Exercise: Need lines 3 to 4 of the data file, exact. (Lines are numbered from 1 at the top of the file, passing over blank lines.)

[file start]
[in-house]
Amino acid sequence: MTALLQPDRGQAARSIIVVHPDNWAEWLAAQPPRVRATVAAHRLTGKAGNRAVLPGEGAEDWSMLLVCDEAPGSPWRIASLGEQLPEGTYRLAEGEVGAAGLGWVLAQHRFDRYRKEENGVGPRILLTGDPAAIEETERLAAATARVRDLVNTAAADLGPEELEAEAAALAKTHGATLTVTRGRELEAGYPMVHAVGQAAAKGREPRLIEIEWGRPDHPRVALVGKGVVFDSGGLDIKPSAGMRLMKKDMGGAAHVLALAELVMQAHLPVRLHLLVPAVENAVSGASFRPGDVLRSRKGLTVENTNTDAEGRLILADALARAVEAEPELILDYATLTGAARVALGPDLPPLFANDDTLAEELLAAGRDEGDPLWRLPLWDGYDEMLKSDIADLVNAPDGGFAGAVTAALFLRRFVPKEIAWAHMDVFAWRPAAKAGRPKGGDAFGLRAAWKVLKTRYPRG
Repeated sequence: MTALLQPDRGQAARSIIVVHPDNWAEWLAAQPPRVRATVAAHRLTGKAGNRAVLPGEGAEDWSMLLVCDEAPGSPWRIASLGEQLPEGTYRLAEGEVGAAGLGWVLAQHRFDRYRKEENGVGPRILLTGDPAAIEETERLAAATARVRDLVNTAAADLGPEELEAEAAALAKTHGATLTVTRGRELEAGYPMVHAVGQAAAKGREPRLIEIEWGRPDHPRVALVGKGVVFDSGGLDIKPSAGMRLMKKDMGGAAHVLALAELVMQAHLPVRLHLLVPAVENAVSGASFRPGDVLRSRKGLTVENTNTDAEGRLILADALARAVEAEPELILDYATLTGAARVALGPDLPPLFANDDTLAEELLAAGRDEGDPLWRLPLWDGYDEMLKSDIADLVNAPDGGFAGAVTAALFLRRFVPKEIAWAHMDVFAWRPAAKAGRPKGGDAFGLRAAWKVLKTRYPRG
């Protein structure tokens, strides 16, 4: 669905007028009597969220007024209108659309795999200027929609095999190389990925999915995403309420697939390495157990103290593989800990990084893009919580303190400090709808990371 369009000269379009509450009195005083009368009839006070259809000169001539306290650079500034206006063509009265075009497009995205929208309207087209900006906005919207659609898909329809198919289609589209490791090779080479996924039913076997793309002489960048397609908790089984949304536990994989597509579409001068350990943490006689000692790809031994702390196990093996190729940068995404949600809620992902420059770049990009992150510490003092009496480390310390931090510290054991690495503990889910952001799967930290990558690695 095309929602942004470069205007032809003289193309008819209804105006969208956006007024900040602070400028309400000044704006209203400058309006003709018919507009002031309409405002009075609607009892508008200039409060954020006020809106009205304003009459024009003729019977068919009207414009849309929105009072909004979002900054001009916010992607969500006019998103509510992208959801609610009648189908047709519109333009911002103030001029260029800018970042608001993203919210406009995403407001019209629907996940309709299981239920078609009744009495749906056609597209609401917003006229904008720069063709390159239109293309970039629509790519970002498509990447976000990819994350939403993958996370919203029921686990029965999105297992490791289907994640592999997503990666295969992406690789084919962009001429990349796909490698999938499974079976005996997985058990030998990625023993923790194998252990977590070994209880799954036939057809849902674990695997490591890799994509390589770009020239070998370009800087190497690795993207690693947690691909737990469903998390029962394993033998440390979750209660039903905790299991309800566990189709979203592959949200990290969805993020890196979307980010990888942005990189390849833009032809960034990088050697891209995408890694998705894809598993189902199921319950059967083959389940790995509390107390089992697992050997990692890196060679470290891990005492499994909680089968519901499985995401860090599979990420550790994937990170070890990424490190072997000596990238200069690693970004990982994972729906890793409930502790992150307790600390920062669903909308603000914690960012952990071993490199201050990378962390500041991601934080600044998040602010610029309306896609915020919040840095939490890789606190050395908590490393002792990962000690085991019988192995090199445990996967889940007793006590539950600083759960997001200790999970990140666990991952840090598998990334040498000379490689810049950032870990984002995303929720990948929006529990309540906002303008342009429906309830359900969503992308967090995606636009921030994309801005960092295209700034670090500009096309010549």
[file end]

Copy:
Repeated sequence: MTALLQPDRGQAARSIIVVHPDNWAEWLAAQPPRVRATVAAHRLTGKAGNRAVLPGEGAEDWSMLLVCDEAPGSPWRIASLGEQLPEGTYRLAEGEVGAAGLGWVLAQHRFDRYRKEENGVGPRILLTGDPAAIEETERLAAATARVRDLVNTAAADLGPEELEAEAAALAKTHGATLTVTRGRELEAGYPMVHAVGQAAAKGREPRLIEIEWGRPDHPRVALVGKGVVFDSGGLDIKPSAGMRLMKKDMGGAAHVLALAELVMQAHLPVRLHLLVPAVENAVSGASFRPGDVLRSRKGLTVENTNTDAEGRLILADALARAVEAEPELILDYATLTGAARVALGPDLPPLFANDDTLAEELLAAGRDEGDPLWRLPLWDGYDEMLKSDIADLVNAPDGGFAGAVTAALFLRRFVPKEIAWAHMDVFAWRPAAKAGRPKGGDAFGLRAAWKVLKTRYPRG
């Protein structure tokens, strides 16, 4: 669905007028009597969220007024209108659309795999200027929609095999190389990925999915995403309420697939390495157990103290593989800990990084893009919580303190400090709808990371 369009000269379009509450009195005083009368009839006070259809000169001539306290650079500034206006063509009265075009497009995205929208309207087209900006906005919207659609898909329809198919289609589209490791090779080479996924039913076997793309002489960048397609908790089984949304536990994989597509579409001068350990943490006689000692790809031994702390196990093996190729940068995404949600809620992902420059770049990009992150510490003092009496480390310390931090510290054991690495503990889910952001799967930290990558690695 095309929602942004470069205007032809003289193309008819209804105006969208956006007024900040602070400028309400000044704006209203400058309006003709018919507009002031309409405002009075609607009892508008200039409060954020006020809106009205304003009459024009003729019977068919009207414009849309929105009072909004979002900054001009916010992607969500006019998103509510992208959801609610009648189908047709519109333009911002103030001029260029800018970042608001993203919210406009995403407001019209629907996940309709299981239920078609009744009495749906056609597209609401917003006229904008720069063709390159239109293309970039629509790519970002498509990447976000990819994350939403993958996370919203029921686990029965999105297992490791289907994640592999997503990666295969992406690789084919962009001429990349796909490698999938499974079976005996997985058990030998990625023993923790194998252990977590070994209880799954036939057809849902674990695997490591890799994509390589770009020239070998370009800087190497690795993207690693947690691909737990469903998390029962394993033998440390979750209660039903905790299991309800566990189709979203592959949200990290969805993020890196979307980010990888942005990189390849833009032809960034990088050697891209995408890694998705894809598993189902199921319950059967083959389940790995509390107390089992697992050997990692890196060679470290891990005492499994909680089968519901499985995401860090599979990420550790994937990170070890990424490190072997000596990238200069690693970004990982994972729906890793409930502790992150307790600390920062669903909308603000914690960012952990071993490199201050990378962390500041991601934080600044998040602010610029309306896609915020919040840095939490890789606190050395908590490393002792990962000690085991019988192995090199445990996967889940007793006590539950600083759960997001200790999970990140666990991952840090598998990334040498000379490689810049950032870990984002995303929720990948929006529990309540906002303008342009429906309830359900969503992308967090995606636009921030994309801005960092295209700034670090500009096309010549």